Lousy labelling

By Raphy Islam

negativelabels

I have this mate who travels with me when it’s convenient. My travel partner, in some conversation, very casually mentions, ‘As a feminist, I can’t take this at all…’

The same youngster has been recently rejected by her lover and now she wants to earn some money till her parents decide to marry her off.

I believe, anyone, especially women, can do whatever they like. They want to achieve something, earn money, dress any way they want to; they can and nobody should come between their choices.

Nonetheless, these labels eventually start to resemble the people associated with them. To get the context, you can think of the color pink. Immediately we think anything pink would be girly. This is the social construct. Thus, people will start to call a girl a ‘Tom boy’ if she is more outspoken and likes to dress differently from the other girls.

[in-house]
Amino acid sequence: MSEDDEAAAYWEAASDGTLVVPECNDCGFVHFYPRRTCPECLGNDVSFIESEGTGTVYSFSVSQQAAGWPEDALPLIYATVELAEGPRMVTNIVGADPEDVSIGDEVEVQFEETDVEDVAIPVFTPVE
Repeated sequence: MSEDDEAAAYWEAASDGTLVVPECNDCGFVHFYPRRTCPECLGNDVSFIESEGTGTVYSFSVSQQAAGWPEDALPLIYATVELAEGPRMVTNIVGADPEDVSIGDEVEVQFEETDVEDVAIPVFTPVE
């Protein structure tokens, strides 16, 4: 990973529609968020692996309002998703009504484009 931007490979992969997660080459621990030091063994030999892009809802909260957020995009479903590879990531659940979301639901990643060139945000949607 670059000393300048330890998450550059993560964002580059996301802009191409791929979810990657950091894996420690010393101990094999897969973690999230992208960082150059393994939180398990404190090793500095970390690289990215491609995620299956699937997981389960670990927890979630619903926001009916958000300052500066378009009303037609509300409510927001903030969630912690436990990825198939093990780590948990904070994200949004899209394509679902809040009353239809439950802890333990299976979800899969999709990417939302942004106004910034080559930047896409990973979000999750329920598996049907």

Again, there is this guy who calls himself a ‘liberal’. But when he sees any girl dressed up ‘provocatively’, he has to shame her for it.

With every passing day these labels have gone haywire in these ‘educated’ minds. In a recent movie, I learnt, if you want to find the guilty, you only need to look in a mirror. This notion clearly describes our current society that loves to label people.

We’ve committed some fancy words to our vocabulary and continuously use them to benefit ourselves anytime we want. We lose perspective in order to claim ourselves as something that we don’t even own a shred of. Thus, the society remains unchanged and seeks greatness through labelling.

Similar things happen on a broader level. People who critique government gets tagged as an anti-national, critiquing capitalist policy gets to become communist and so on.

Labels, titles and names are all necessary. They help us to relate with a belonging. As a caffeine addict, I have been burnt quite a few times while making tea. Not literally, but I mistakenly used black cumin. This has led me to always smell the tea before using it.

Maybe that is the cure! Being observant of the labels.